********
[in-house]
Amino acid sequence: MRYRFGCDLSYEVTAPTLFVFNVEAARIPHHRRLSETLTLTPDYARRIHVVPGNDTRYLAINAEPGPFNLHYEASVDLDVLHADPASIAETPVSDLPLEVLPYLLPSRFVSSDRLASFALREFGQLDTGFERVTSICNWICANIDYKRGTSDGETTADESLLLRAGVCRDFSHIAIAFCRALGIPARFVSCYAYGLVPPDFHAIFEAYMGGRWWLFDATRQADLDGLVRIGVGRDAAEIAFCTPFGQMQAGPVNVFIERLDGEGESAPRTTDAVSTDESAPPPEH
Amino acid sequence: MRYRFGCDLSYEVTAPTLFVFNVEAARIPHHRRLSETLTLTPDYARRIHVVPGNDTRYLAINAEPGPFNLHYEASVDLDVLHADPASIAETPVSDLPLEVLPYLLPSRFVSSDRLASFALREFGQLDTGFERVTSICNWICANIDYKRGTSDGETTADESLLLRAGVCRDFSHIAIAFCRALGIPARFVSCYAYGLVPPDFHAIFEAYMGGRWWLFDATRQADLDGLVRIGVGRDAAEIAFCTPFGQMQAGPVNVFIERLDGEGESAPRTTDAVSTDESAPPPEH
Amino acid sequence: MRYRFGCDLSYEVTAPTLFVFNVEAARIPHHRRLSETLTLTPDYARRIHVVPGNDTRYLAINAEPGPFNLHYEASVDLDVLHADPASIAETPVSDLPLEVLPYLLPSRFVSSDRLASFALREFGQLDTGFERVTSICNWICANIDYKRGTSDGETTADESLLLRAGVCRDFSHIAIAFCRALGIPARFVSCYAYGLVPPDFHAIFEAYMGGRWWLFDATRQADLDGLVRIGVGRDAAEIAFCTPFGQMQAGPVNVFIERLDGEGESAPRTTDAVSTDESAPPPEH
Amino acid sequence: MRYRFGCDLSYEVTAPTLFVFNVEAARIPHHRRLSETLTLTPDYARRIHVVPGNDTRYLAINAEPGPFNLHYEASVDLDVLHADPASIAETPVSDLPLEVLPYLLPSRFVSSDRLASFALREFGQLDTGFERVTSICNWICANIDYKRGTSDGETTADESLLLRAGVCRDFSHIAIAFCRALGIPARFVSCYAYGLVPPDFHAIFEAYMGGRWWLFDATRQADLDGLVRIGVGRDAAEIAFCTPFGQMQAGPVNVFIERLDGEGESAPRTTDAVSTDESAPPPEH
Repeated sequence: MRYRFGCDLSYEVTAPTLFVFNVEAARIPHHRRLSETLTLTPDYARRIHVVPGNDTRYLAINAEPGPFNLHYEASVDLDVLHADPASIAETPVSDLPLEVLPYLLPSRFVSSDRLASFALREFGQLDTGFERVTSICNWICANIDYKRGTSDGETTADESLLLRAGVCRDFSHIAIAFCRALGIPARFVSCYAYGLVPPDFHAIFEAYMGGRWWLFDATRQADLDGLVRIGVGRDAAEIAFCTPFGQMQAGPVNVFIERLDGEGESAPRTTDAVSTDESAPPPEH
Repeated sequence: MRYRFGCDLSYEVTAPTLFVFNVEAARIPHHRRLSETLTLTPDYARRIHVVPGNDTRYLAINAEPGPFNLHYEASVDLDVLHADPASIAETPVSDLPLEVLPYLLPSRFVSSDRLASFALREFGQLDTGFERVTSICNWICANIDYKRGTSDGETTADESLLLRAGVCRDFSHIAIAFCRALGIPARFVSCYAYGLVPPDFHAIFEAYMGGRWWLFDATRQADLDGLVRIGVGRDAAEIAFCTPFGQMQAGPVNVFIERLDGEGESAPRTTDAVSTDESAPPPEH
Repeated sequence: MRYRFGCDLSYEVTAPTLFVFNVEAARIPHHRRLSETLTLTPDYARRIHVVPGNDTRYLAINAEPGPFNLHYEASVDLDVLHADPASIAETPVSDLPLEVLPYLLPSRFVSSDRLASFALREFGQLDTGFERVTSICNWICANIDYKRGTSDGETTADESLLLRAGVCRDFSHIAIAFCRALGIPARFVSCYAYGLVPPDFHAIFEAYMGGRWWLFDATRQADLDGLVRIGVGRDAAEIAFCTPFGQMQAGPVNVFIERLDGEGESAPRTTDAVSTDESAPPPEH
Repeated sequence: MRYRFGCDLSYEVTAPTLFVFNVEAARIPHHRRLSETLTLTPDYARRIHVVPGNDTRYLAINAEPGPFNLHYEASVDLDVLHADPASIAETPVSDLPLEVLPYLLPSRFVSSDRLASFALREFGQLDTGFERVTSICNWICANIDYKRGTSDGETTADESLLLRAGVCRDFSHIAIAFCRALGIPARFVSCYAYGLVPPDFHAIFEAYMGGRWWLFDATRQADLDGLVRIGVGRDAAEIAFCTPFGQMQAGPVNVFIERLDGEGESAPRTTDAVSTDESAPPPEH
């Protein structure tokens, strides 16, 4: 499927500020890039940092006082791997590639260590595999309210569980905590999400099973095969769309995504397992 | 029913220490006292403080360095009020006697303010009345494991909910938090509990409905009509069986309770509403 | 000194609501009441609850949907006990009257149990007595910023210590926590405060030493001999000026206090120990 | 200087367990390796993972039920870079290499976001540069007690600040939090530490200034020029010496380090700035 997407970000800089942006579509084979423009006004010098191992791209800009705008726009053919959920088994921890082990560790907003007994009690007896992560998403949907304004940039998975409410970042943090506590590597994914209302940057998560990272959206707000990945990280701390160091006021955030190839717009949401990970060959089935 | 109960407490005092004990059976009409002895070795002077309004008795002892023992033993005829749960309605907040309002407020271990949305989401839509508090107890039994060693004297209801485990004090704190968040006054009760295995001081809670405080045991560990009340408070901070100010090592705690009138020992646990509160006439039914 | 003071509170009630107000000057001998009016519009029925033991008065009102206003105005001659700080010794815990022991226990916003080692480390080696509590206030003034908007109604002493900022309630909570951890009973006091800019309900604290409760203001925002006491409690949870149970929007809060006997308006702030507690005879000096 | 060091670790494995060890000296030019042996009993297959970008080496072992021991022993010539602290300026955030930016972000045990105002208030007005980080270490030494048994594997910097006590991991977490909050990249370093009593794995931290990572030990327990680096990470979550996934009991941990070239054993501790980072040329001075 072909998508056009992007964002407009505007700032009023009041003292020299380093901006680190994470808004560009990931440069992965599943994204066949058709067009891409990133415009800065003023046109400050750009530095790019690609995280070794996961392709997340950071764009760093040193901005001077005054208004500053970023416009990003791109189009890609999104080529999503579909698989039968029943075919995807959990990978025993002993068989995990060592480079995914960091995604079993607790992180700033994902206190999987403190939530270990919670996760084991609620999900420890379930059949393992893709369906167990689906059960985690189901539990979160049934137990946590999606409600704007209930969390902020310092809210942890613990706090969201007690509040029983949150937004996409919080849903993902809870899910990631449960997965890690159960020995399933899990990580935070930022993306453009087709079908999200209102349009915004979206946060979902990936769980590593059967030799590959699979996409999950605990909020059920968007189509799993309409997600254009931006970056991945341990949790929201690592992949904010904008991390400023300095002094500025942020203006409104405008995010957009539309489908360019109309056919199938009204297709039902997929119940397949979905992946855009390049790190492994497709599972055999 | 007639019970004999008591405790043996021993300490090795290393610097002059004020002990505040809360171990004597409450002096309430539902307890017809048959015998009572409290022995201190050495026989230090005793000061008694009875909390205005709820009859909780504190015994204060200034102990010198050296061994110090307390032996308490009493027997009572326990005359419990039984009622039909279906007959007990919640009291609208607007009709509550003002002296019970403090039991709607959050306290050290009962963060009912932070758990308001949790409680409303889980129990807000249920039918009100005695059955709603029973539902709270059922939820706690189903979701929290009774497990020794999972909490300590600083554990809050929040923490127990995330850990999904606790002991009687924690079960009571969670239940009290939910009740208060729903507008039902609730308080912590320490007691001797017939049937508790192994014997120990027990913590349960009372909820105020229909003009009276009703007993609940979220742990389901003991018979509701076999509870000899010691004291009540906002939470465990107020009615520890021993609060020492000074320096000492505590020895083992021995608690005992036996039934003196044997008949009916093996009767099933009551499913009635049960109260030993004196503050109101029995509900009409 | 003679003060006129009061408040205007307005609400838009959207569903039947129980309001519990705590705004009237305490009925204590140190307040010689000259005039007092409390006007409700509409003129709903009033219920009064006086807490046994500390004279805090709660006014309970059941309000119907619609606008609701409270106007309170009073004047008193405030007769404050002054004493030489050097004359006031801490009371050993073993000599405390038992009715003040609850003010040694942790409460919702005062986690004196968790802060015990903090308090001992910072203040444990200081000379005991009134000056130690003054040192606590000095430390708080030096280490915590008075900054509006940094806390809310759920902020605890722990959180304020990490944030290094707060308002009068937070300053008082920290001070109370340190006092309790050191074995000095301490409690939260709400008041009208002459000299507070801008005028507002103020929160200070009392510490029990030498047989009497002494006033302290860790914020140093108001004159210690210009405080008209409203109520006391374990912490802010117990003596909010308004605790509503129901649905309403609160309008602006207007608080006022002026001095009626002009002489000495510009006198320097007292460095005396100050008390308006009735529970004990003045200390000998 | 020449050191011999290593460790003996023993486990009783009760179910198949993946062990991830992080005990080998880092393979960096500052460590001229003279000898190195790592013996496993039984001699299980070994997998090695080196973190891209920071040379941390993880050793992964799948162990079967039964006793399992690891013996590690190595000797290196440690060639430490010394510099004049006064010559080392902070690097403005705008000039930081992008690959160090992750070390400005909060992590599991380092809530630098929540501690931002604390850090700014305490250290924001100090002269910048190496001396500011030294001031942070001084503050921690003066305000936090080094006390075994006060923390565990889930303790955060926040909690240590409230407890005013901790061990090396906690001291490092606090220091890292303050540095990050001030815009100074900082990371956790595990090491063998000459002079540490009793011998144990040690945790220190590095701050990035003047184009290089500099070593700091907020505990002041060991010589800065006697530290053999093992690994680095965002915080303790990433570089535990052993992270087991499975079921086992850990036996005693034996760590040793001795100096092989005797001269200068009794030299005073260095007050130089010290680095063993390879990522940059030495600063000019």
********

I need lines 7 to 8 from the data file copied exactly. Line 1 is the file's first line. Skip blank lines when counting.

Repeated sequence: MRYRFGCDLSYEVTAPTLFVFNVEAARIPHHRRLSETLTLTPDYARRIHVVPGNDTRYLAINAEPGPFNLHYEASVDLDVLHADPASIAETPVSDLPLEVLPYLLPSRFVSSDRLASFALREFGQLDTGFERVTSICNWICANIDYKRGTSDGETTADESLLLRAGVCRDFSHIAIAFCRALGIPARFVSCYAYGLVPPDFHAIFEAYMGGRWWLFDATRQADLDGLVRIGVGRDAAEIAFCTPFGQMQAGPVNVFIERLDGEGESAPRTTDAVSTDESAPPPEH
Repeated sequence: MRYRFGCDLSYEVTAPTLFVFNVEAARIPHHRRLSETLTLTPDYARRIHVVPGNDTRYLAINAEPGPFNLHYEASVDLDVLHADPASIAETPVSDLPLEVLPYLLPSRFVSSDRLASFALREFGQLDTGFERVTSICNWICANIDYKRGTSDGETTADESLLLRAGVCRDFSHIAIAFCRALGIPARFVSCYAYGLVPPDFHAIFEAYMGGRWWLFDATRQADLDGLVRIGVGRDAAEIAFCTPFGQMQAGPVNVFIERLDGEGESAPRTTDAVSTDESAPPPEH